When you're done with that magazine, don't toss it.
Clever crafters today are turning pages into pretty: beads, bowls, baskets, photo frames, mirrors and more. It's all made by rolling strips of shiny magazine paper, junk mail and other paper trash.
Some of the paper beads you can buy in craft and jewelry stores are made by women in developing countries.
A nonprofit group called BeadforLife, in Boulder, Colo., for instance, trains Ugandan women in paper bead-making, then buys their finished jewelry for sale in the United States. Besides beading, the Ugandans learn business and entrepreneurial skills. They open bank accounts. And 18 months after joining BeadforLife's program, each graduate is expected to launch her own small business in her community.
Most succeed, says Torkin Wakefield, co-founder and co-director of BeadforLife. The nonprofit has worked with more than 700 women since its 2004 inception, and paid nearly $1 million to its jewelry makers last year.
"The problem with being really poor is you can't save or get ahead," Wakefield says. "The bead rolling gives them a steady income for all 18 months (of the program), so they don't have to worry."
Paper-rolling is also catching on among crafters in this country. Rebecca Douglas, 23, of Lansing, Mich., learned how to roll paper beads as a child living in Namibia, and returned to the skill years later out of financial necessity.
Paper beads can be made out of nearly any paper trash; Douglas prefers to use catalogs and other unsolicited mail.
"It's my quiet protest against junk mail," she says.
Douglas also fashions rolled paper into larger objects: a waste basket, a mirror. She snips off spirals from her paper rods to create delicate necklaces, which she sells from her Etsy shop, Reloved Designs. All of her creations — and instructions for many of them — can be seen on her blog, RelovedDesigns.com. Some were adapted from "The Big-Ass Book of Crafts" (Simon Spotlight Entertainment, 2008) by Mark Montano, a designer for TLC's "While You Were Out."
"I've kept my hands busy for so long now they can't handle not doing anything," Douglas says.
Another paper-beading fanatic is Janice Bautista, 52, who owns Aubrey's Beads shop in Glendora, Calif., and sells beads and jewelry online. She calls herself "the Paper Bead Princess" in the profile at her Etsy store, Janicemae, and posts a new use for paper beads daily on her blog, Paper Beads.org.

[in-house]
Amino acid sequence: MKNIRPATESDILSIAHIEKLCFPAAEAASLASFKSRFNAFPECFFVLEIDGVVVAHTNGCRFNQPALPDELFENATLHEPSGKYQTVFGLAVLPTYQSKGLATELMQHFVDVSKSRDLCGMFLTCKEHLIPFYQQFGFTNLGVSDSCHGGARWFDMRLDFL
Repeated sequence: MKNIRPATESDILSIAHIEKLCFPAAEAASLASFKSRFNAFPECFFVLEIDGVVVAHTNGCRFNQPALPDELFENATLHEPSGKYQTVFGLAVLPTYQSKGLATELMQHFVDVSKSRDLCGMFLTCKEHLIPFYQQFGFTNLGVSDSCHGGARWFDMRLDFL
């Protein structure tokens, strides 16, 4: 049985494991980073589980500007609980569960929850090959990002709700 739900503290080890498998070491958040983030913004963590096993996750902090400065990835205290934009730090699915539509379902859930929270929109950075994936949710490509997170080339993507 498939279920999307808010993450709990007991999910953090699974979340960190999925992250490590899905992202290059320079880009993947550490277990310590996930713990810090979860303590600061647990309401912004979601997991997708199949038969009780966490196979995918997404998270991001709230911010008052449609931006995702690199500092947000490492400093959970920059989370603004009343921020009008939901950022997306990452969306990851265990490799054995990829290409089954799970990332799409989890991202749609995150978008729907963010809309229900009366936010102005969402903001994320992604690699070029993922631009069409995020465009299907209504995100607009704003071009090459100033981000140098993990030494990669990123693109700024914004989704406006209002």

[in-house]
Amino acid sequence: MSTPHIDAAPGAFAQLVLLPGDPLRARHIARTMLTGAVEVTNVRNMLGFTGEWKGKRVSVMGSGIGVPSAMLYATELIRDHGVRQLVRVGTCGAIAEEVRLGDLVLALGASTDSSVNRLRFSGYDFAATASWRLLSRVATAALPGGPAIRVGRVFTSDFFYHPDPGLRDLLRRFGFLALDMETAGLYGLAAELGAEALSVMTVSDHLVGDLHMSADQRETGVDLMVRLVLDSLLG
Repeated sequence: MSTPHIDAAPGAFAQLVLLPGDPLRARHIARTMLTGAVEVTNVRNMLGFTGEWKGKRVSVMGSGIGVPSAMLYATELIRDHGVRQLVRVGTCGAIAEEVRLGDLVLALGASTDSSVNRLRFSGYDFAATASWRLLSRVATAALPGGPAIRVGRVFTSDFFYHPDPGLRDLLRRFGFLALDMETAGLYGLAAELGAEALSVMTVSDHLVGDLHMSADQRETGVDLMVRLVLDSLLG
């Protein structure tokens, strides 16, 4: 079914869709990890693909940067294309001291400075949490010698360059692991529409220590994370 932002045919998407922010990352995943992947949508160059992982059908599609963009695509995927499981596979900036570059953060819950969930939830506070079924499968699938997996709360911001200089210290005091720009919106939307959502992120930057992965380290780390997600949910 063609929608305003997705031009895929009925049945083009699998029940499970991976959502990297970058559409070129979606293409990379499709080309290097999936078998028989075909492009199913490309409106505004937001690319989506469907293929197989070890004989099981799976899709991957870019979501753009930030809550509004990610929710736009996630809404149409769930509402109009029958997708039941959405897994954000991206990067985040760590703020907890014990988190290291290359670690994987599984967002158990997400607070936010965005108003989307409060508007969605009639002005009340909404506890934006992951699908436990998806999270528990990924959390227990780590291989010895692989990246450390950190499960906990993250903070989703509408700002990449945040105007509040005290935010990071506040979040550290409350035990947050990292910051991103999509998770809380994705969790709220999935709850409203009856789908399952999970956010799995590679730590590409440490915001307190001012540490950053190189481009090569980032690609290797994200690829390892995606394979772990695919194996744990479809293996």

Bautista is crazy for the colors and shapes of paper beads, but it's the element of surprise that really grabs her.
"When you're rolling it, you'll slowly see the beads come to life," Bautista says.
Bautista has a sister in the Philippines, an avowed non-crafter who caught the paper-beading bug, then shared it with others. Now the sisters employ about 50 bead-rolling women in Quezon City, and Bautista receives about 200 36-bead strands a month to sell at her shops.
"It's driven by the idea of helping the women have jobs," Bautista says.
To get rolling, a few supplies help: paper, a rolling tool, glue or a glue stick, scissors and a water-based sealant, such as Polycrylic by Minwax.
Both Bautista and Douglas recommend recycling waste paper, and Bautista suggests experimenting with nontraditional paper, such as cat litter bags, which are sturdy. Rolling tools can be purchased at craft stores, but Bautista and Douglas recommend working with items in the home: a coffee stirrer, a toothpick, a pencil, even your finger. The larger the rolling tool, the larger the bead hole will be.
Bautista mostly relies on her tapestry needle, while Douglas uses her grandmother's metal, narrow-sized knitting needle, which she also uses to roll the rods for her spiral jewelry.
Many online sites, such as those listed below, offer paper-bead-rolling instructions, but it comes down to simply cutting a long strip of paper — preferably wider at one end; rolling it around the rolling tool (from wider to narrower end); gluing it; allowing the glue to dry, and sealing the bead.
Bautista says it's just about the easiest craft to teach.
Douglas suggests starting by hoarding junk mail.
"Start getting excited when you get catalogs in the mail for stuff you don't want," she says.